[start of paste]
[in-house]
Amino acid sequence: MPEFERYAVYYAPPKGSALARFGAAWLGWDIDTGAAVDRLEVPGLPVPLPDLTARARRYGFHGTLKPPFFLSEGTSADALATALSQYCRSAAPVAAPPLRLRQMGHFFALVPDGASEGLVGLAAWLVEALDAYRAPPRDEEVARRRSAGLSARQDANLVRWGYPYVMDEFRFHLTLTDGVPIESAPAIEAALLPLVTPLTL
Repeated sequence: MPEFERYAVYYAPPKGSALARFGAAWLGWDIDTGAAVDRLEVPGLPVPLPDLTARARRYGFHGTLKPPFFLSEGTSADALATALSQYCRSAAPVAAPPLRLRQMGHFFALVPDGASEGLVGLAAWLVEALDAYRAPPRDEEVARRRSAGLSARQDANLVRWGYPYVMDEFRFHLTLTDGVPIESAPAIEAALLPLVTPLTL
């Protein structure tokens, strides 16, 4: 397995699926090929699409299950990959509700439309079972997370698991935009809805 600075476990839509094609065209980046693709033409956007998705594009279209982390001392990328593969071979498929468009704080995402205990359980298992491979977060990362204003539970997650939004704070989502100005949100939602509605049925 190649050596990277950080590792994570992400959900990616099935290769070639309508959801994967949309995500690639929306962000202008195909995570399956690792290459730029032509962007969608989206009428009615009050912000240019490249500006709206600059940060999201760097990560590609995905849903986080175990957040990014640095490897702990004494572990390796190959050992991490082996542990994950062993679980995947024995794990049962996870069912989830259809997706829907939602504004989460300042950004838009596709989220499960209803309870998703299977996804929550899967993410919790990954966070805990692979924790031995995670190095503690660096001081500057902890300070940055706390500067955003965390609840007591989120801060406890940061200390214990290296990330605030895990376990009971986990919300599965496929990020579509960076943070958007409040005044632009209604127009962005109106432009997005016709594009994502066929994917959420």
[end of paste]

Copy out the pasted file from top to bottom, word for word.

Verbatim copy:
[in-house]
Amino acid sequence: MPEFERYAVYYAPPKGSALARFGAAWLGWDIDTGAAVDRLEVPGLPVPLPDLTARARRYGFHGTLKPPFFLSEGTSADALATALSQYCRSAAPVAAPPLRLRQMGHFFALVPDGASEGLVGLAAWLVEALDAYRAPPRDEEVARRRSAGLSARQDANLVRWGYPYVMDEFRFHLTLTDGVPIESAPAIEAALLPLVTPLTL
Repeated sequence: MPEFERYAVYYAPPKGSALARFGAAWLGWDIDTGAAVDRLEVPGLPVPLPDLTARARRYGFHGTLKPPFFLSEGTSADALATALSQYCRSAAPVAAPPLRLRQMGHFFALVPDGASEGLVGLAAWLVEALDAYRAPPRDEEVARRRSAGLSARQDANLVRWGYPYVMDEFRFHLTLTDGVPIESAPAIEAALLPLVTPLTL
């Protein structure tokens, strides 16, 4: 397995699926090929699409299950990959509700439309079972997370698991935009809805 600075476990839509094609065209980046693709033409956007998705594009279209982390001392990328593969071979498929468009704080995402205990359980298992491979977060990362204003539970997650939004704070989502100005949100939602509605049925 190649050596990277950080590792994570992400959900990616099935290769070639309508959801994967949309995500690639929306962000202008195909995570399956690792290459730029032509962007969608989206009428009615009050912000240019490249500006709206600059940060999201760097990560590609995905849903986080175990957040990014640095490897702990004494572990390796190959050992991490082996542990994950062993679980995947024995794990049962996870069912989830259809997706829907939602504004989460300042950004838009596709989220499960209803309870998703299977996804929550899967993410919790990954966070805990692979924790031995995670190095503690660096001081500057902890300070940055706390500067955003965390609840007591989120801060406890940061200390214990290296990330605030895990376990009971986990919300599965496929990020579509960076943070958007409040005044632009209604127009962005109106432009997005016709594009994502066929994917959420």